Once in a while an opera video comes my way that’s so bonkers that I hardly know how to describe it. Emma Dante’s production of Prokofiev’s The Fiery Angel; recorded at Teatro dell’opera di Roma in 2019 would be a candidate for the most bonkers of all!
Part of the problem is the piece itself. I think there are good reasons why it wasn’t performed in the composer’s lifetime. The plot; which I shall attempt to outline, would raise eyebrows even today. So what’s it about? We are in 16th century Germany and there are two principal characters. Renata is a woman who believes she has visions of a “bright angel” Madiel who is represented on earth by Count Heinrich, who she pursues relentlessly, but who may actually be the Devil. She’s also subject to violent mood swings and keeps going on about her prospects of salvation. In the end she joins a convent where all sorts of supernatural things start to happen until she is condemned to death by the Grand Inquisitor. Ruprecht is a German officer, returned from the wars, who is obsessed with Renata. He doggedly follows her despite her scornful treatment of him which includes fighting a duel on her behalf at her demand and then being told in brutal terms he had no right to do so. Along the way we meet assorted fortune tellers, doctors, mages and scholars plus Faust and Mephistopheles. None of it makes much sense.
Now, enter, Emma Dante who has a very unusual and forceful directing style. She has a troop of actors and dancers who take on roles that perhaps are really not actually supposed to be seen on stage such as Count Heinrich and Madiel, who is represented here by a breakdancer. She’s also obsessed with death, burial and ritual and much given to making her characters move in extreme and grotesque ways. She also inserts silent scenes between the acts that aren’t entirely obvious. This serves to add an extra layer of visual complexity without really clarifying why anything is happening the way it is.
The death and burial theme is exemplified by the sets for four of the five acts; which are based on the Palermo catacombs (not an obvious representation of an inn in southern Germany for example!). In act 1 they are populated by actors who writhe and grimace and engage in sexual acts. In Act 5 they have been replaced by empty eye socketed dummies dressed like the nuns and priests on stage and backed up by a skeletal crucifix. A good example of her approach is the Act 3 duel between Ruprecht and Heinrich; which may be the best thing in the opera. It starts out as a very well done conventional fight scene but it gets more stylized and more grotesque as two breakdancing “angels” appear and a slow procession of rather sinister looking clerics in weird red robes observe the proceedings. This is followed by one of the interpolated scenes in which two cripples fight a duel with their crutches. I could go on but shan’t.
Musically it’s a mixed bag. The orchestral writing is generally very good rising to real distinction in the duel scene and the finale (an extended exorcism). The vocal writing is much less interesting being largely loud and declamatory. The only thing approaching an aria is Renata’s “Prosti, menja Madiel” which precedes the Act 3 duel and is rather beautiful. Overall it feels relentlessly loud and quite tiring.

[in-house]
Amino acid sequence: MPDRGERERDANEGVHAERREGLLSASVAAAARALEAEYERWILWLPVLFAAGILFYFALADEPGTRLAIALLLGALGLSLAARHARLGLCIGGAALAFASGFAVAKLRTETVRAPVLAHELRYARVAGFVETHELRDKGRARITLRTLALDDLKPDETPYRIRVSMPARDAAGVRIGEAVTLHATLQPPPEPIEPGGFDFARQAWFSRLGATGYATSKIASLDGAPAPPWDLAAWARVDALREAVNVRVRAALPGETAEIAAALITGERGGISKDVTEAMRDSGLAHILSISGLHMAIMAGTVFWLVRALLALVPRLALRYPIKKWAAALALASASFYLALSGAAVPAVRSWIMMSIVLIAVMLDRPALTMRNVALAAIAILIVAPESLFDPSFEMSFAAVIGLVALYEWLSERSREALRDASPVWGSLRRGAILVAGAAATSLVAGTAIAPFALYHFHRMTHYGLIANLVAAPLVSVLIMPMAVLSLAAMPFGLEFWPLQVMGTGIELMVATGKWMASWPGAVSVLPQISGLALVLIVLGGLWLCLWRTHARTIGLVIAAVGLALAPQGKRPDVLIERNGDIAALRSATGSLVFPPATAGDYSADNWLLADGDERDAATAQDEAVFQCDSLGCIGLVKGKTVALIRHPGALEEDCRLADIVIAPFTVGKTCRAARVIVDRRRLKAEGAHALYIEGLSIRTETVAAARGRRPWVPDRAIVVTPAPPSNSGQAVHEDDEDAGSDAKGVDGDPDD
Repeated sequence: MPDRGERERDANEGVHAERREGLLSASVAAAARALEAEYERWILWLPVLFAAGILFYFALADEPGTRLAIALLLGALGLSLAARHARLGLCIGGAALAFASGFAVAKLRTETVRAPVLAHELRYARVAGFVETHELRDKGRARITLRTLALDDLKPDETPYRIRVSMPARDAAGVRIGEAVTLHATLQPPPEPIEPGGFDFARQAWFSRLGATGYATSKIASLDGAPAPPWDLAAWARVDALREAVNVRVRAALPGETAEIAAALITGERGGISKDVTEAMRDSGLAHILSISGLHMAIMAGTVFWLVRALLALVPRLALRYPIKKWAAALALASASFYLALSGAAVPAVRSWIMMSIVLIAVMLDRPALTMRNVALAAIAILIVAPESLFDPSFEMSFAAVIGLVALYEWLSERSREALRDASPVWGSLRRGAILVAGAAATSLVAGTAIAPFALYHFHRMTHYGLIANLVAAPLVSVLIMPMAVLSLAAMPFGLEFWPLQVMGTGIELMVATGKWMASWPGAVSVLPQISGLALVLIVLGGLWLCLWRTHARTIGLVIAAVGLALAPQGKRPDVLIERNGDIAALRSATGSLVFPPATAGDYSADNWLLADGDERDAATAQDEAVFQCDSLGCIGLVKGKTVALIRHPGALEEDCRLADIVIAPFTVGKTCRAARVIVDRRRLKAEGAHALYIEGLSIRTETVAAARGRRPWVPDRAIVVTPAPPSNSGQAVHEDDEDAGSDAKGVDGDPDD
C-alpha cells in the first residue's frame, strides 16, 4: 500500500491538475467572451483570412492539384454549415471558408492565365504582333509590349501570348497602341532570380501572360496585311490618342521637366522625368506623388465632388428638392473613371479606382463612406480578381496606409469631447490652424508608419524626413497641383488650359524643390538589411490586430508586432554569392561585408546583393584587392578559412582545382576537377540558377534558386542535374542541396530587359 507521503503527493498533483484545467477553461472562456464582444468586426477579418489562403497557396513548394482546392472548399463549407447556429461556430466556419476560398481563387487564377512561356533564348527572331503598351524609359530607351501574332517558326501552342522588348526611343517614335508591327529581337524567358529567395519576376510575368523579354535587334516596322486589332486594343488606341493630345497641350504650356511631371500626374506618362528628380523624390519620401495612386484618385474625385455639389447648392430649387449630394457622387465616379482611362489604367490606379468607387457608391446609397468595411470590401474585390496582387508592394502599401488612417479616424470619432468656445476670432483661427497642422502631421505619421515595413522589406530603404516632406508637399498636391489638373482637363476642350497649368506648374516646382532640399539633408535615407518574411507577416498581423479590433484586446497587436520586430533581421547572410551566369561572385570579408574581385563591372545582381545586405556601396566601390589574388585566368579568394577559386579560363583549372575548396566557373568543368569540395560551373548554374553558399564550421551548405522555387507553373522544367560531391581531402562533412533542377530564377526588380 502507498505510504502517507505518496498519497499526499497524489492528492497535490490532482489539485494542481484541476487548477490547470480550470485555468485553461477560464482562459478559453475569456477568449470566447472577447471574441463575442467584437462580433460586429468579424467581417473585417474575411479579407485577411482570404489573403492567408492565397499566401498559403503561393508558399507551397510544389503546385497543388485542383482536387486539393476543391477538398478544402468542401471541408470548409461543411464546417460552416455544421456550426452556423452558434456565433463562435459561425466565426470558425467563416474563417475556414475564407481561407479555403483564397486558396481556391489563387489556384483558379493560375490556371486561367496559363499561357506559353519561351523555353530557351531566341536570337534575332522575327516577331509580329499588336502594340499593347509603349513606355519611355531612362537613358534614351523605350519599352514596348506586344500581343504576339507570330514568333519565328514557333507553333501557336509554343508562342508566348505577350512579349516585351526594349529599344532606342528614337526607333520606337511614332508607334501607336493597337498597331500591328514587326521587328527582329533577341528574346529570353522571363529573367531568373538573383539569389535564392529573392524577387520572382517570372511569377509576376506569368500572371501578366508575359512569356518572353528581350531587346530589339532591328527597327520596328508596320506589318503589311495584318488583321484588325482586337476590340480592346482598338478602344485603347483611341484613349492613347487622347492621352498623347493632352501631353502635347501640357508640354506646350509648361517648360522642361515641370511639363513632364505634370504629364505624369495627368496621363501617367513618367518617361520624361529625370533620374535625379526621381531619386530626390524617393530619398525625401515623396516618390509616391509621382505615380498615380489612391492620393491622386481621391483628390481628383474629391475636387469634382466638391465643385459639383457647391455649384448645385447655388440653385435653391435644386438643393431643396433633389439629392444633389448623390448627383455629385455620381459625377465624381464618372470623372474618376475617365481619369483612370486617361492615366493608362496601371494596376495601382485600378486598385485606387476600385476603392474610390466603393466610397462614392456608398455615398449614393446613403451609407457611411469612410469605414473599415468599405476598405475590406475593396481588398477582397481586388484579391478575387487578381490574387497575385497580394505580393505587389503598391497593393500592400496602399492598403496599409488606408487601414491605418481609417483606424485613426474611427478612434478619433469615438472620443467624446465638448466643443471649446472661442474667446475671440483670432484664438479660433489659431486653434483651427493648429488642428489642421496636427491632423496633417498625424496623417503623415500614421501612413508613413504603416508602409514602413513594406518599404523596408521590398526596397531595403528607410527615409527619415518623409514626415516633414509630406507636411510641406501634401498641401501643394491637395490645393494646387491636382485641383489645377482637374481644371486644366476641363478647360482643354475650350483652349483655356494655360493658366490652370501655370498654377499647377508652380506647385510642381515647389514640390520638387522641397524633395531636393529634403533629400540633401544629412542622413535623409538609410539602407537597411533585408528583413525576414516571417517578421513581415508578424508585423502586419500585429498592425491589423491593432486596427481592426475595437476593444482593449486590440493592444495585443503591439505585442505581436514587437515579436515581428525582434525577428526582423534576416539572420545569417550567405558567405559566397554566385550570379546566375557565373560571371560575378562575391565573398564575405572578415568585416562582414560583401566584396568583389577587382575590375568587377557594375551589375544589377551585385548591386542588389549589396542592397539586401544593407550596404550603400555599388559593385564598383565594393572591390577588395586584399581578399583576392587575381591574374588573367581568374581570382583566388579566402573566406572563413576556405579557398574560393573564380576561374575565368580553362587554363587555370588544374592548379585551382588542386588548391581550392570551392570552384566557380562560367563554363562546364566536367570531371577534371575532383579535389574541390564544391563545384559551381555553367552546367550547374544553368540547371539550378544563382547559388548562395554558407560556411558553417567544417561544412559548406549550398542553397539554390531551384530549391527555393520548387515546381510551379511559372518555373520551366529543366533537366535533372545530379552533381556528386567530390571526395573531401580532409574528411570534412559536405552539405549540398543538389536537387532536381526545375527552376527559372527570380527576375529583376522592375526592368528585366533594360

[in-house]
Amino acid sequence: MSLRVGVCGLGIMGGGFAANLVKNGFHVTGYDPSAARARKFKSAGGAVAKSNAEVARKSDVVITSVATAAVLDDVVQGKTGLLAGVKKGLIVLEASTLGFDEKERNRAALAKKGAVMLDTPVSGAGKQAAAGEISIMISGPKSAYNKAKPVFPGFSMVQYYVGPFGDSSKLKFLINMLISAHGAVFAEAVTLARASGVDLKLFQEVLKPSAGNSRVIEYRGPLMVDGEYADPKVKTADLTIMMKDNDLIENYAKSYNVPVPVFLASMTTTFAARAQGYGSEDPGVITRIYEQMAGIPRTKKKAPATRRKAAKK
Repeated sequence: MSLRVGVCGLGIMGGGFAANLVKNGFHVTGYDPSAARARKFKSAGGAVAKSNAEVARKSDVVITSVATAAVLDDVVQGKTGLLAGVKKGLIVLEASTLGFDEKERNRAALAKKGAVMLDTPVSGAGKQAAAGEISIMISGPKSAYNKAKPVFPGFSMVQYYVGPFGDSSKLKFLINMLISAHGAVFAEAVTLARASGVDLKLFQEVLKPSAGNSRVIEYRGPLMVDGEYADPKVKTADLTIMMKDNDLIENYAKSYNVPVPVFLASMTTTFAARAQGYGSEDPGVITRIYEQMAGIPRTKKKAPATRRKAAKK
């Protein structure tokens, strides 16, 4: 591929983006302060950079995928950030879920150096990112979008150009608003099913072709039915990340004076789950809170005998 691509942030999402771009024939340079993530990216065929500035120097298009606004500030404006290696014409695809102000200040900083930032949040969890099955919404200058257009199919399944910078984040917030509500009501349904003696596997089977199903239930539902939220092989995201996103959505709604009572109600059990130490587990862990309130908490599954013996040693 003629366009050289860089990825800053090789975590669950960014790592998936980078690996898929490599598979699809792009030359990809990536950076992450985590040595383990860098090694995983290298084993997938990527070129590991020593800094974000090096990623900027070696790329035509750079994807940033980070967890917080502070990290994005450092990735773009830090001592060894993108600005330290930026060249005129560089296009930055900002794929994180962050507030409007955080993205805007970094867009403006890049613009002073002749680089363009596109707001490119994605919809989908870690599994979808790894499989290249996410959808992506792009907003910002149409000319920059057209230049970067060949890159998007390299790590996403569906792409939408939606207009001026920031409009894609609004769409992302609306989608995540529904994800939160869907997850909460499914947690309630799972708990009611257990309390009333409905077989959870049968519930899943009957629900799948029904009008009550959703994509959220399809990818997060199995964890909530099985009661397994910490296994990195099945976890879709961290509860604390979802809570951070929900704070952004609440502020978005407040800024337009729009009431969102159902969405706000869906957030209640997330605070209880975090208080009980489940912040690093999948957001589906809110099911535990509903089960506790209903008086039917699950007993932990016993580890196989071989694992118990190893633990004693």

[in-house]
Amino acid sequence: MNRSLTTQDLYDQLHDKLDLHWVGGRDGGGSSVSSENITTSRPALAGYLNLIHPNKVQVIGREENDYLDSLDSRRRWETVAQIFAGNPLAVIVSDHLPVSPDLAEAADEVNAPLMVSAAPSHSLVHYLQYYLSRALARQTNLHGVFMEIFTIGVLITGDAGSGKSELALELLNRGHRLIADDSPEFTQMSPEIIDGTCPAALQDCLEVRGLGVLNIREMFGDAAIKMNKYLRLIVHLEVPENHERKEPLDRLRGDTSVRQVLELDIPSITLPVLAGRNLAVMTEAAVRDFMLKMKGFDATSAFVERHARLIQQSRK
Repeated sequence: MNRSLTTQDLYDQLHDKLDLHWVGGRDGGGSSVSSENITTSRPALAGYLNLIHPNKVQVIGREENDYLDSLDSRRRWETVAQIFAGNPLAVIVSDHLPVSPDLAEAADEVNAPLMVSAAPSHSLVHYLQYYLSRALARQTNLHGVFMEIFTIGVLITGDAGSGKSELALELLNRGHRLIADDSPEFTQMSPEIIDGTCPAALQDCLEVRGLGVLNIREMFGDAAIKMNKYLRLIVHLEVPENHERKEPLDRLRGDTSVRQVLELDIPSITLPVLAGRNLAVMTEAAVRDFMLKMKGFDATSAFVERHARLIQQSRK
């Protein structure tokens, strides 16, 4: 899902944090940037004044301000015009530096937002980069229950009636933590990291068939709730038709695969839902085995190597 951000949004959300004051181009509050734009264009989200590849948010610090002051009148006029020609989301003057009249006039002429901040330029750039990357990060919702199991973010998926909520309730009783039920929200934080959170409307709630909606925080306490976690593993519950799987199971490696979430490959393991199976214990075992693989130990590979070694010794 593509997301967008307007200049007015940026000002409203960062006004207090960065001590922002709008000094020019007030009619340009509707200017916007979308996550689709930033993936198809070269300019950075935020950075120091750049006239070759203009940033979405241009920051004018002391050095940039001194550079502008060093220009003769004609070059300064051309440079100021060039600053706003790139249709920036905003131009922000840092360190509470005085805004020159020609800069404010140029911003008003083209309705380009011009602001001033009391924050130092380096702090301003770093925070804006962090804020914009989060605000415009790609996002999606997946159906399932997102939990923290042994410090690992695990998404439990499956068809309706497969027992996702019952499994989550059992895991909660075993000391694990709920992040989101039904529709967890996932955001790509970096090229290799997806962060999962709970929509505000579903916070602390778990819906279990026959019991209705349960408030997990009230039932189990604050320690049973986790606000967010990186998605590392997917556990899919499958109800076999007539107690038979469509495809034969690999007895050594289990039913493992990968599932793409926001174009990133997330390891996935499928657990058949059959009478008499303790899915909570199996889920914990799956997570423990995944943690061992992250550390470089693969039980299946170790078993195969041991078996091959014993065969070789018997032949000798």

The singers don’t really have a whole lot to work with vocally but they do show great commitment to the director’s vision. Ewa Vesin as Renata does convey the kind of unhinged but “logical in her own terms” Renata and she has a powerful but not overly piercing soprano. Leigh Melrose as Ruprecht also proves himself a very capable actor. The many minor roles are all well executed. Perhaps the best are Maxim Paster as a very colourful Mephistopheles and, especially, Goran Jurić in a powerfully sung and rather scary cameo as the Grand Inquisitor. The actors and dancers aren’t credited in the booklet but in many ways they are amazing; especially the guy playing the very weird Count Heinrich, the breakdancers and the Innkeeper’s Boy who produces a startlingly athletic few minutes. The chorus sing well and blend into the wilder stage antics extremely well. The orchestra, under Alejo Pérez produce quite a Russian sound with blaring brass and imposing percussion.
Video direction is by Carlo Gallucci. At first I thought he was focussing too much on the principals but actually overall it’s pretty balanced and gives a decent representation of what’s going on on stage. Indeed, sometimes a close-up serves as a temporary relief from the relentless busyness. On Blu-ray it’s a fine picture and the sound (LPCM stereo and DTS-HD-MA 5.1) manages the very dense sound stage nicely. There are no extras on the disk but the booklet; besides a track listing and (very necessary) synopsis includes a good interview with the director. Subtitle options are English, German, Italian, Japanese and Korean.
At the end of watching this video I did something I rarely do. I watched right through the curtain calls to see how the Rome audience had reacted. Was i perhaps missing the power of seeing this immersively in the theatre? I think not. There was no unseemly booing or catcalling but the applause was as muted as I have ever heard in a major house. My guess is that the Rome audience left as puzzled as I was and probably in need of a stiff drink.
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